Now that the UK have decided on their next Prime Minister, the future is clear. The UK will leave the EU at the latest, in 2022 and investors and financial services will need to prepare for what’s to come.
While a “no deal Brexit” is not looking likely, it is still possible. Which means that we must prepare for the possible moment when passporting for financial services between the UK and EU would stop. UK regulators have already made no deal preparations with a temporary permissions regime which would allow firms that passport into the UK on exit day to continue to carry on regulated activities for a short time while pending authorisation. Many of the EU27 member states have their own transition regime which would allow UK firms to continue servicing their clients for some time.
If the Withdrawal Bill is ratified in the UK and EU parliaments, the UK would enter a transition period where all rights and obligations of EU membership would continue until 30th June 2020. This is the deadline under the Withdrawal Agreement for the EU and UK to decide whether to have a one-off extension of one or two years to the transition period.
2020 will likely be about securing a UK-EU free trade deal where the Political Declaration envisages that the EU and UK will seek to endeavour equivalence assessments in the financial services 2020. The end of the transition period, whether that’s December 2020, 2021 or 2022 (depending on how long and if the transition period is extended), is going to be an important date for the financial services sector.
After leaving, attention will be on the divergence of UK and EU regulations. As Linklaters puts it:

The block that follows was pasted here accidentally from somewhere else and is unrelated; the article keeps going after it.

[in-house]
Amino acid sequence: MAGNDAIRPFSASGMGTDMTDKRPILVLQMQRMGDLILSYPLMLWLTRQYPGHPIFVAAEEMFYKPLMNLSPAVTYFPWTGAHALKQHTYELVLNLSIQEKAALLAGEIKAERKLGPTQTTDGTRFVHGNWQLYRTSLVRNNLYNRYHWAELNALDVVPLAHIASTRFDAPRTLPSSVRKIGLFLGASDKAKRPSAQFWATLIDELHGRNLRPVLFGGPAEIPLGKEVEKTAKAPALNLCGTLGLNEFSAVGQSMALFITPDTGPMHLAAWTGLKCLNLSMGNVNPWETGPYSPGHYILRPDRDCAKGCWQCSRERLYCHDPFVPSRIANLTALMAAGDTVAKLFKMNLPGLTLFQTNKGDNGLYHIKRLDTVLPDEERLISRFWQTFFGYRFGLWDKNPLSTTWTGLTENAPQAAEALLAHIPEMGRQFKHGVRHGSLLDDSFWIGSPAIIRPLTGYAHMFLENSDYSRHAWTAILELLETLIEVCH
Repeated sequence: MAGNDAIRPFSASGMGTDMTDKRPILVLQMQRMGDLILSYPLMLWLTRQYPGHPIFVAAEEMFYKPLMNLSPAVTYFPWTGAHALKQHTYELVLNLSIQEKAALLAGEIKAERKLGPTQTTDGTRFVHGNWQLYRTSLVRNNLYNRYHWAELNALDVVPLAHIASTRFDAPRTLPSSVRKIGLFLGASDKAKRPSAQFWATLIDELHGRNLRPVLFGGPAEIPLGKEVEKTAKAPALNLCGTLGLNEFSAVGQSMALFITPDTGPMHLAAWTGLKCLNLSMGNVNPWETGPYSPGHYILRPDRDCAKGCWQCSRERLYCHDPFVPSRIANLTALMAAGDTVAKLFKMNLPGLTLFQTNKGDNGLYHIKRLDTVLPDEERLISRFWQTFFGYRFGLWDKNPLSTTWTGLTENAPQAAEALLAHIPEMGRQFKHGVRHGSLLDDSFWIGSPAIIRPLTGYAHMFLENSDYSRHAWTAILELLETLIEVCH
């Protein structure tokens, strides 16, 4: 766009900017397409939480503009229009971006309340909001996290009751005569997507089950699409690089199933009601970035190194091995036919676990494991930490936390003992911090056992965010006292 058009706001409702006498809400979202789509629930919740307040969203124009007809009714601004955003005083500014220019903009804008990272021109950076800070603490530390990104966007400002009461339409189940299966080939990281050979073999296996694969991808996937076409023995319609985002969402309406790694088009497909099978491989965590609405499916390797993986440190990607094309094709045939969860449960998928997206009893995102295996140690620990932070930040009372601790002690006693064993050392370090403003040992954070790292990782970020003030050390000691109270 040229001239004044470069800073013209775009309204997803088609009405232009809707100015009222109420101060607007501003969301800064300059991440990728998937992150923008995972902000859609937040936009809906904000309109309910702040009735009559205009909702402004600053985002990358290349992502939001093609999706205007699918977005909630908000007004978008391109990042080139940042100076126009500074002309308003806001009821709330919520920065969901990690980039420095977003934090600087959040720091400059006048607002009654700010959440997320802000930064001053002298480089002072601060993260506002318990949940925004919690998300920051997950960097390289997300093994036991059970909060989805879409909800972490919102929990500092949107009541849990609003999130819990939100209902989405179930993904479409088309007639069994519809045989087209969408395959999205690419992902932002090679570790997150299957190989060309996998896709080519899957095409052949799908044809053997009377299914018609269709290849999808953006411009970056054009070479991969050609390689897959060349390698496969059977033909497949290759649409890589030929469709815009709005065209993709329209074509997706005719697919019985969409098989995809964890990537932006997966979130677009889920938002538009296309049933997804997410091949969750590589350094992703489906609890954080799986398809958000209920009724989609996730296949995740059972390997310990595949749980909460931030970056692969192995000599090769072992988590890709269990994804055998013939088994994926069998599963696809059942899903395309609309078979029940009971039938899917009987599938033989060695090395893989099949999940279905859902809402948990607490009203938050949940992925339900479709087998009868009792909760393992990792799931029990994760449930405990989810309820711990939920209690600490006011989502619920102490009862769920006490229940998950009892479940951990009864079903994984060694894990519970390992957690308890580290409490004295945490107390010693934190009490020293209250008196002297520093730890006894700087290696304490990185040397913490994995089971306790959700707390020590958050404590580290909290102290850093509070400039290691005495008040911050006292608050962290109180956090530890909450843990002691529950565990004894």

“Just as the EU will have power to deem the UK regulatory regime equivalent to the EU regime in certain areas, the UK Treasury will have power to deem the EU regulatory regime equivalent, and equivalence frameworks and assessments may change over time.”
If you think you’re sick of hearing about MiFID II, think again! MiFID II and MiFIR are approaching their second year and that’s not to say these regulations won’t be important in 2020. Local regulators will likely increase their supervisory focus and pay more attention to failures in transaction reporting. Those LEIs are more important than ever!
The European Commission is conducting a review and that may well lead to changes in the regulation in 2020. The German Ministry of Finance published some recommended changes to the regulation which could be finalised as soon as the second half of 2020 but at the moment, it is unclear whether any of these changes can take place in 2020 as some are linked to wider and more complex issues. For example, the issue of creating a consolidated tape is linked to the wider issues of charging for and access to market data.
Where Brexit might make this regulation rather tricky is in EU share trading obligations clashing with UK share trading obligations including areas such as; potential multiple transaction reporting requirements, trade transparency requirements in chains which straddle both markets and the extent to which substituted compliance assists EU firms continuing to access the UK market under the temporary permissions regime.
With EMIR now in force, 2020 will be a year where we will expect further changes to the regulation including mandatory reporting. EMIR 2.2 is expected to come into force in early 2020 with some changes to the CCP supervision.
More specifically, from the 18th June 2020, Financial Counterparties or FC’s that are entering into Over the Counter (OTC) derivatives with Non-Financial Counterparties (NFCs) will be required to report the transactions on behalf of the NFC, under mandatory reporting requirements. EU fund managers will also be required to report on funds form that date. Since an NFC is required under EMIR, it’s likely that FCs will want to put together agreements with NFC’s.
In the event of a no deal Brexit, EU legislation will only be onshored to the extent it is in force at the time. Changes to EMIR, such as EMIR 2.2 will likely not be onshored. Depending on timing, this may include an obligation for FCs to report transactions on behalf of NFCs.
Existing reporting arrangements may be made more complex as UK entities will need to report trade transactions to a UK trade repository. Another issue which we may find after Brexit is the classification of NFCs. Without an equivalence decision with respect to the UK markets, products traded may become OTC derivatives and change clearing threshold limits for NFCs.